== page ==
Rating: B/ Adultery, pedophilia, pornography addiction, and the all-around dark side of Suburbia all converge in this darkly funny, bleak book, which nonetheless kind of falls apart in a final act that is both inexplicable and unsatisfying. This is going to be a hard book to review, because I loved the movie, and as a result the differences between the two projects were kind of jarring for me. It’s pretty much the reverse of loving a book and not being able to reconcile with the changes made to the story when you are watch the movie. Anyway, Tom Perrotta’s novel is a bit more tongue-in-cheek than the movie, which was just plain depressing and had a conclusion that people found overly lurid and exploitative (but, funnily enough, which I found less baffling and more satisfying than the book ending.)
Sarah Pierce, the protagonist of Little Children, is a brainy lapsed feminist with bisexual leanings who is trapped in an unhappy marriage to the pornography-addicted Richard, who’s more involved with the erotic adventures of an internet personality, ‘Slutty Kay,’ than his wife or young daughter. Sarah’s daughter, Lucy, is a cute and blameless child, but Sarah doesn’t seem particularly happy to have her in her life; to Sarah, Lucy is a ball and chain preventing her from spending her time the way she’d like to and pursuing more intellectual endeavors. When Sarah meets Todd, the handsome stay-at-home dad all the moms on the playground call the ‘prom king’ and not so subtly fantasize about, sparks fly and the two engage in a feverish affair soon after that neither will forget.
Meanwhile, registered sex offender Ronald James McGorvey, provides the local parents with something to worry about and discuss among themselves, and Todd’s friend Larry makes it his personal operative to drive Ronald out on a rail. One of the biggest changes the movie made was the characterization of Ronald. In the movie Ronald was a pathetic loser struggling with ugly urges, but he really was just an indecent exhibitionist brand of pedophile, and despite his disgusting actions, you couldn’t help, against your own better judgement, feeling a little sorry for him as his endlessly well-intentioned mother May tries to set him up with a woman his own age.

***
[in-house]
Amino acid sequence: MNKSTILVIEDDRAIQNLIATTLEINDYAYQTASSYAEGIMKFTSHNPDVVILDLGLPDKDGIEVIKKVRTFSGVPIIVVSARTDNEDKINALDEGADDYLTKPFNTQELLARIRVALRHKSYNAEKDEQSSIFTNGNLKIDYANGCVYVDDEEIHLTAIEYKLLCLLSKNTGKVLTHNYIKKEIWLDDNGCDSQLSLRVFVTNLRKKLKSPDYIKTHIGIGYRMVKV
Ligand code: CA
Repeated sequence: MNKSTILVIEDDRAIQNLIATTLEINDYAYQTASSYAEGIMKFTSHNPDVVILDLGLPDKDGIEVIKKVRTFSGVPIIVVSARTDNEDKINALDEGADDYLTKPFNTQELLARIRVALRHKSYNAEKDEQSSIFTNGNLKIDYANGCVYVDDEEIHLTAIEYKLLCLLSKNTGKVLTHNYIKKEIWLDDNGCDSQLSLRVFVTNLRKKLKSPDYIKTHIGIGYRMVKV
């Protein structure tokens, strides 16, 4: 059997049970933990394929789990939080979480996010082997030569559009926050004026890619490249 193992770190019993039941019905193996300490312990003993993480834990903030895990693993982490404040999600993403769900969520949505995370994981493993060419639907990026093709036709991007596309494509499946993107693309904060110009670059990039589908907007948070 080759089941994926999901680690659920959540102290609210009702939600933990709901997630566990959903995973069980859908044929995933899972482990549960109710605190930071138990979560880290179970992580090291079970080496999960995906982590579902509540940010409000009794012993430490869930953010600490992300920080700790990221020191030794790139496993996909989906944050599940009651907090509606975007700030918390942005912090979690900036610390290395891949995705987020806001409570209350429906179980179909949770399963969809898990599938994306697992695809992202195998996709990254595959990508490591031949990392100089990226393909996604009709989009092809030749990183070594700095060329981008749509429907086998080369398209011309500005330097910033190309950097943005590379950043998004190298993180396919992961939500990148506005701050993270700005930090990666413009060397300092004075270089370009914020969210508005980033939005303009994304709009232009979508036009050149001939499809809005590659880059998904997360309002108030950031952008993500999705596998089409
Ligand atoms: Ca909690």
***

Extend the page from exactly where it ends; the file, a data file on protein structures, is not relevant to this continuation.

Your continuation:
In the book, Ronnie is a total P.O.S., someone you want to meet an untimely end, and not of the quick and painless variety. I like the characterization of the movie Ronnie a bit better, because it adds a bit of moral ambiguity to his subplot, whereas in the book you ultimately end up thinking he deserves pretty much everything he gets. However, I still feel as bad as ever for Ronald’s mother, May McGorvey, who is continually punished for her unconditional love of a son who is pretty much the Antichrist, and the absurd task of keeping her ‘little boy’ away from local playgrounds and kiddie porn as her aging body rapidly deteriorates.
My favorite part about this book is the writing style. It’s dark humor made me laugh out loud a few times, which you certainly wouldn’t catch me doing when I watched the movie. My least favorite part of the book was, you guessed it, the ending. I can’t exactly tell you what I didn’t like about the ending without spoiling the book for you, but suffice to say it really didn’t work by any stretch of the imagination, and was just bizarre to boot.
I thought that overall this book was very well-written and had a memorable cast of characters and interestingly fractured relationships. I can’t help comparing it to the movie, which worked a bit better for me overall, but the novel is a work of art in it’s own right, with plain-spoken, unsentimental, and often darkly humorous prose that crackles on the page. Basically if you liked the movie, I think you’ll like this too, and if you haven’t seen the movie, rent it and check out the book from you’re local library, because they’re both totally worth it.
For people who believe that underneath the veneer of a perfect suburban community is a web of self-delusion, dysfunction and deceit, this book should do their cynical little hearts proud. The murky undertow of this town certainly didn’t begin with the arrival of the sex offender, it only gave it opportunity to poke it’s ugly head out. And how can you expect your child to act like a big kid if you don’t seem capable of being a grown-up yourself? For Sarah and Todd, a late-onset coming-of-age is in order, and for their baffled youngsters, it can’t come soon enough.